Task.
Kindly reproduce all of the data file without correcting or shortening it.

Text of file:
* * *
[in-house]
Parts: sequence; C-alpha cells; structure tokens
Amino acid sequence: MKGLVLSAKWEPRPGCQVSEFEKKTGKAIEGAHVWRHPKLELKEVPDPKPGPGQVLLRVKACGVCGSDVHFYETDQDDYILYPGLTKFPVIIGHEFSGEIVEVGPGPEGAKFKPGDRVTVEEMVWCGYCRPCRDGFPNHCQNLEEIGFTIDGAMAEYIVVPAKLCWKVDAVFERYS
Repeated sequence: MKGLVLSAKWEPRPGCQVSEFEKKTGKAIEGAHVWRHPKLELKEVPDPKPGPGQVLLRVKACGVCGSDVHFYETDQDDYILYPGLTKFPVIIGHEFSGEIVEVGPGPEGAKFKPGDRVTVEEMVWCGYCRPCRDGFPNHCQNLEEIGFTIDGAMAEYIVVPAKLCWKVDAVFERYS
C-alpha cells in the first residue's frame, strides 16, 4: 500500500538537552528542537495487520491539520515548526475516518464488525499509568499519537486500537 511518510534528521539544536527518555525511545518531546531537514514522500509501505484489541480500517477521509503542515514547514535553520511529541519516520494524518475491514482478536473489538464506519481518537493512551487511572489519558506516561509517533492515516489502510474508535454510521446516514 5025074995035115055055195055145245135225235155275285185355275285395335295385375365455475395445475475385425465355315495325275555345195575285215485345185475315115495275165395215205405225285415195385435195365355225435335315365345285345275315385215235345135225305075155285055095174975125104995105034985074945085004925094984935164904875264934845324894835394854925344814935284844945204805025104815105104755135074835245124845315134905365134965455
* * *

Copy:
[in-house]
Parts: sequence; C-alpha cells; structure tokens
Amino acid sequence: MKGLVLSAKWEPRPGCQVSEFEKKTGKAIEGAHVWRHPKLELKEVPDPKPGPGQVLLRVKACGVCGSDVHFYETDQDDYILYPGLTKFPVIIGHEFSGEIVEVGPGPEGAKFKPGDRVTVEEMVWCGYCRPCRDGFPNHCQNLEEIGFTIDGAMAEYIVVPAKLCWKVDAVFERYS
Repeated sequence: MKGLVLSAKWEPRPGCQVSEFEKKTGKAIEGAHVWRHPKLELKEVPDPKPGPGQVLLRVKACGVCGSDVHFYETDQDDYILYPGLTKFPVIIGHEFSGEIVEVGPGPEGAKFKPGDRVTVEEMVWCGYCRPCRDGFPNHCQNLEEIGFTIDGAMAEYIVVPAKLCWKVDAVFERYS
C-alpha cells in the first residue's frame, strides 16, 4: 500500500538537552528542537495487520491539520515548526475516518464488525499509568499519537486500537 511518510534528521539544536527518555525511545518531546531537514514522500509501505484489541480500517477521509503542515514547514535553520511529541519516520494524518475491514482478536473489538464506519481518537493512551487511572489519558506516561509517533492515516489502510474508535454510521446516514 5025074995035115055055195055145245135225235155275285185355275285395335295385375365455475395445475475385425465355315495325275555345195575285215485345185475315115495275165395215205405225285415195385435195365355225435335315365345285345275315385215235345135225305075155285055095174975125104995105034985074945085004925094984935164904875264934845324894835394854925344814935284844945204805025104815105104755135074835245124845315134905365134965455